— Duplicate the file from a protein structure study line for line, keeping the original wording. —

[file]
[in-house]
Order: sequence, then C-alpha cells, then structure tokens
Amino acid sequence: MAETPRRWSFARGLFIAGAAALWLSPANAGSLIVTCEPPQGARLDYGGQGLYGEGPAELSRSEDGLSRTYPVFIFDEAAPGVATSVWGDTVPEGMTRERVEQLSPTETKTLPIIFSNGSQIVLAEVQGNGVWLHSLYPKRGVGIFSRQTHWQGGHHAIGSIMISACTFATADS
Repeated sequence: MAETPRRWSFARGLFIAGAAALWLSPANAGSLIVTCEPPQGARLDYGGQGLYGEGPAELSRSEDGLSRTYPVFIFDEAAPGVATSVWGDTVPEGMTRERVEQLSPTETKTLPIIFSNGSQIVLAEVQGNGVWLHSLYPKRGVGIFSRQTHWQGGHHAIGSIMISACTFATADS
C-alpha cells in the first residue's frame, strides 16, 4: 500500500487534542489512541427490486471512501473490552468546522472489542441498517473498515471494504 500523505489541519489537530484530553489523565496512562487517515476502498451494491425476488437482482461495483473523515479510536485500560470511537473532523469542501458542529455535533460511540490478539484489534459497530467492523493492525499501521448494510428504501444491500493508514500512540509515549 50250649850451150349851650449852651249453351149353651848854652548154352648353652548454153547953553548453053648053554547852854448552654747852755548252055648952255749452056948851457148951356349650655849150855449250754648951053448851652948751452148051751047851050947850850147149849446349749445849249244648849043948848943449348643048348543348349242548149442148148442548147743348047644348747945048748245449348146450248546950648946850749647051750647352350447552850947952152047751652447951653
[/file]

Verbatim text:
[in-house]
Order: sequence, then C-alpha cells, then structure tokens
Amino acid sequence: MAETPRRWSFARGLFIAGAAALWLSPANAGSLIVTCEPPQGARLDYGGQGLYGEGPAELSRSEDGLSRTYPVFIFDEAAPGVATSVWGDTVPEGMTRERVEQLSPTETKTLPIIFSNGSQIVLAEVQGNGVWLHSLYPKRGVGIFSRQTHWQGGHHAIGSIMISACTFATADS
Repeated sequence: MAETPRRWSFARGLFIAGAAALWLSPANAGSLIVTCEPPQGARLDYGGQGLYGEGPAELSRSEDGLSRTYPVFIFDEAAPGVATSVWGDTVPEGMTRERVEQLSPTETKTLPIIFSNGSQIVLAEVQGNGVWLHSLYPKRGVGIFSRQTHWQGGHHAIGSIMISACTFATADS
C-alpha cells in the first residue's frame, strides 16, 4: 500500500487534542489512541427490486471512501473490552468546522472489542441498517473498515471494504 500523505489541519489537530484530553489523565496512562487517515476502498451494491425476488437482482461495483473523515479510536485500560470511537473532523469542501458542529455535533460511540490478539484489534459497530467492523493492525499501521448494510428504501444491500493508514500512540509515549 50250649850451150349851650449852651249453351149353651848854652548154352648353652548454153547953553548453053648053554547852854448552654747852755548252055648952255749452056948851457148951356349650655849150855449250754648951053448851652948751452148051751047851050947850850147149849446349749445849249244648849043948848943449348643048348543348349242548149442148148442548147743348047644348747945048748245449348146450248546950648946850749647051750647352350447552850947952152047751652447951653